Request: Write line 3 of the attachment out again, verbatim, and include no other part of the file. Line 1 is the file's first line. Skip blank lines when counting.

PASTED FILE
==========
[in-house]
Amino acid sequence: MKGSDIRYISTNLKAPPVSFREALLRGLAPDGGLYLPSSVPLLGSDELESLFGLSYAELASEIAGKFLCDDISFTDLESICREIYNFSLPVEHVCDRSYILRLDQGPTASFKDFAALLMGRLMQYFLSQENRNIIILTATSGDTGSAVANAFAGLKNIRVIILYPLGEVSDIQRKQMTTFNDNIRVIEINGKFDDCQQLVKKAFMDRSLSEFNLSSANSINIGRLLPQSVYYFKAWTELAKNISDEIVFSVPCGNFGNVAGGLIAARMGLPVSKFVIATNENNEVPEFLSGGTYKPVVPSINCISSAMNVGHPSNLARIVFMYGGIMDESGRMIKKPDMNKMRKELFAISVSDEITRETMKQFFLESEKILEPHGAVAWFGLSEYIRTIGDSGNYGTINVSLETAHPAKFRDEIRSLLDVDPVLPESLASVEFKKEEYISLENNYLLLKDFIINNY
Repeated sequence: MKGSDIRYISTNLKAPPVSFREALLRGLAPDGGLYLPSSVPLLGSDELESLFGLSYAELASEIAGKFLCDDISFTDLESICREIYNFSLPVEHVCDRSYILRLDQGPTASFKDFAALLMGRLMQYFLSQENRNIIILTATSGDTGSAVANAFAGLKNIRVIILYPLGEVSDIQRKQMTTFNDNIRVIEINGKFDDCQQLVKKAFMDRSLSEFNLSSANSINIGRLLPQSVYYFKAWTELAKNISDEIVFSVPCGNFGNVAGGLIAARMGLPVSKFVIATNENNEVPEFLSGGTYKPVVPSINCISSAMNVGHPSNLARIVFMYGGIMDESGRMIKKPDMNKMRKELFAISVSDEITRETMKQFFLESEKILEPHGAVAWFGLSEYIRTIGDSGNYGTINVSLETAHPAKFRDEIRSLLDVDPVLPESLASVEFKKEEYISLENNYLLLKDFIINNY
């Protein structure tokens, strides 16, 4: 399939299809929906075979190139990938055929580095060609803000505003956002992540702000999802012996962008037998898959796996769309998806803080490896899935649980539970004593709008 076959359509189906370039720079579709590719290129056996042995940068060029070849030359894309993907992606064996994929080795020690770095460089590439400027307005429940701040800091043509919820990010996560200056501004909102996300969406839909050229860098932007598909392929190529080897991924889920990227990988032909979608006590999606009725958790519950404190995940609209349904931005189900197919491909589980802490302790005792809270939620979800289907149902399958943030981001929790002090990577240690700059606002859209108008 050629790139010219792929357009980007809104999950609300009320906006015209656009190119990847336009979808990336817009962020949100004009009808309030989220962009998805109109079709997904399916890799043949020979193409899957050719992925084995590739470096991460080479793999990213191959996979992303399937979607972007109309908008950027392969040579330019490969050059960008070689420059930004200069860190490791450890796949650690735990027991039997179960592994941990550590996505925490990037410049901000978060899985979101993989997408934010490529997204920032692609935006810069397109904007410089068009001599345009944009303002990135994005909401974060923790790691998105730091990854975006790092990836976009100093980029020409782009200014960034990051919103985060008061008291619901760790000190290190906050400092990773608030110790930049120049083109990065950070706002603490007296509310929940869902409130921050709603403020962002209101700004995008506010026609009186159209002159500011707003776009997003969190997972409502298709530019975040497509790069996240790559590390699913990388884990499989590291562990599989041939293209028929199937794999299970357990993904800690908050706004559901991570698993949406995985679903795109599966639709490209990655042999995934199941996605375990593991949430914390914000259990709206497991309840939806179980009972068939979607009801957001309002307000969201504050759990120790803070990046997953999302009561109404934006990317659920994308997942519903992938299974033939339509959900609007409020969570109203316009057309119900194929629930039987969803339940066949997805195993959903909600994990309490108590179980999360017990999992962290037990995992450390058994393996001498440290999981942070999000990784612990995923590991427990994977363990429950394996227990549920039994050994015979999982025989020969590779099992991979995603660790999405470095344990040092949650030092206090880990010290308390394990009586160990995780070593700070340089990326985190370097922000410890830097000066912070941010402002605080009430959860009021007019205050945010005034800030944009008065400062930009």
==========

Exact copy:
Repeated sequence: MKGSDIRYISTNLKAPPVSFREALLRGLAPDGGLYLPSSVPLLGSDELESLFGLSYAELASEIAGKFLCDDISFTDLESICREIYNFSLPVEHVCDRSYILRLDQGPTASFKDFAALLMGRLMQYFLSQENRNIIILTATSGDTGSAVANAFAGLKNIRVIILYPLGEVSDIQRKQMTTFNDNIRVIEINGKFDDCQQLVKKAFMDRSLSEFNLSSANSINIGRLLPQSVYYFKAWTELAKNISDEIVFSVPCGNFGNVAGGLIAARMGLPVSKFVIATNENNEVPEFLSGGTYKPVVPSINCISSAMNVGHPSNLARIVFMYGGIMDESGRMIKKPDMNKMRKELFAISVSDEITRETMKQFFLESEKILEPHGAVAWFGLSEYIRTIGDSGNYGTINVSLETAHPAKFRDEIRSLLDVDPVLPESLASVEFKKEEYISLENNYLLLKDFIINNY